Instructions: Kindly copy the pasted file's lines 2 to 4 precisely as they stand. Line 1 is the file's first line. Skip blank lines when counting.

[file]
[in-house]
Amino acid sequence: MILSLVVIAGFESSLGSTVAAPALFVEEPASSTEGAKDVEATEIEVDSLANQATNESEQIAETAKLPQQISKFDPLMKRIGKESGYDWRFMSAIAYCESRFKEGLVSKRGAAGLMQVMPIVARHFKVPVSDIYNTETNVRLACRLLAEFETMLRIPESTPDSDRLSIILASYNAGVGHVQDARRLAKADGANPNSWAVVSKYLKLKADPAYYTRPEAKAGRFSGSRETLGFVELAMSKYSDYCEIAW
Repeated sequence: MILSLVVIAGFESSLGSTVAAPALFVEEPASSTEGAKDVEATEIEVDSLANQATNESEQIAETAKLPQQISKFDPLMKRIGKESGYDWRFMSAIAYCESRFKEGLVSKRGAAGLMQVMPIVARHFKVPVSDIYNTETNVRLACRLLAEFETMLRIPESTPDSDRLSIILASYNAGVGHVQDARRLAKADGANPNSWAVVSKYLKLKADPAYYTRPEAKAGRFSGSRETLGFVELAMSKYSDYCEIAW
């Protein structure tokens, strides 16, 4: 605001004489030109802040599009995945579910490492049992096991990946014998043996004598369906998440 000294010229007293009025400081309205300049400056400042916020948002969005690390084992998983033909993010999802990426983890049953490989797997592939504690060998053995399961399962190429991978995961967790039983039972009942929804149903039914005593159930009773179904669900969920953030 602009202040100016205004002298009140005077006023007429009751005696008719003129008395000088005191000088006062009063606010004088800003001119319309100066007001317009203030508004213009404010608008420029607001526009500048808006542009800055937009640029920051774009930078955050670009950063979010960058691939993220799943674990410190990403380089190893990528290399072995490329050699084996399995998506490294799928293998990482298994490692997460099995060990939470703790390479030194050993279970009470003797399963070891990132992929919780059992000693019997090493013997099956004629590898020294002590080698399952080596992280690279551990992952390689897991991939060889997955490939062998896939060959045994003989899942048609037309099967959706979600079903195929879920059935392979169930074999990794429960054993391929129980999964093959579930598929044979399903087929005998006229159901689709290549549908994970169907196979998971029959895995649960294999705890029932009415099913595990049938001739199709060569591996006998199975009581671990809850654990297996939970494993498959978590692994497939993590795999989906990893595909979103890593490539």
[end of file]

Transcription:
Amino acid sequence: MILSLVVIAGFESSLGSTVAAPALFVEEPASSTEGAKDVEATEIEVDSLANQATNESEQIAETAKLPQQISKFDPLMKRIGKESGYDWRFMSAIAYCESRFKEGLVSKRGAAGLMQVMPIVARHFKVPVSDIYNTETNVRLACRLLAEFETMLRIPESTPDSDRLSIILASYNAGVGHVQDARRLAKADGANPNSWAVVSKYLKLKADPAYYTRPEAKAGRFSGSRETLGFVELAMSKYSDYCEIAW
Repeated sequence: MILSLVVIAGFESSLGSTVAAPALFVEEPASSTEGAKDVEATEIEVDSLANQATNESEQIAETAKLPQQISKFDPLMKRIGKESGYDWRFMSAIAYCESRFKEGLVSKRGAAGLMQVMPIVARHFKVPVSDIYNTETNVRLACRLLAEFETMLRIPESTPDSDRLSIILASYNAGVGHVQDARRLAKADGANPNSWAVVSKYLKLKADPAYYTRPEAKAGRFSGSRETLGFVELAMSKYSDYCEIAW
């Protein structure tokens, strides 16, 4: 605001004489030109802040599009995945579910490492049992096991990946014998043996004598369906998440 000294010229007293009025400081309205300049400056400042916020948002969005690390084992998983033909993010999802990426983890049953490989797997592939504690060998053995399961399962190429991978995961967790039983039972009942929804149903039914005593159930009773179904669900969920953030 602009202040100016205004002298009140005077006023007429009751005696008719003129008395000088005191000088006062009063606010004088800003001119319309100066007001317009203030508004213009404010608008420029607001526009500048808006542009800055937009640029920051774009930078955050670009950063979010960058691939993220799943674990410190990403380089190893990528290399072995490329050699084996399995998506490294799928293998990482298994490692997460099995060990939470703790390479030194050993279970009470003797399963070891990132992929919780059992000693019997090493013997099956004629590898020294002590080698399952080596992280690279551990992952390689897991991939060889997955490939062998896939060959045994003989899942048609037309099967959706979600079903195929879920059935392979169930074999990794429960054993391929129980999964093959579930598929044979399903087929005998006229159901689709290549549908994970169907196979998971029959895995649960294999705890029932009415099913595990049938001739199709060569591996006998199975009581671990809850654990297996939970494993498959978590692994497939993590795999989906990893595909979103890593490539």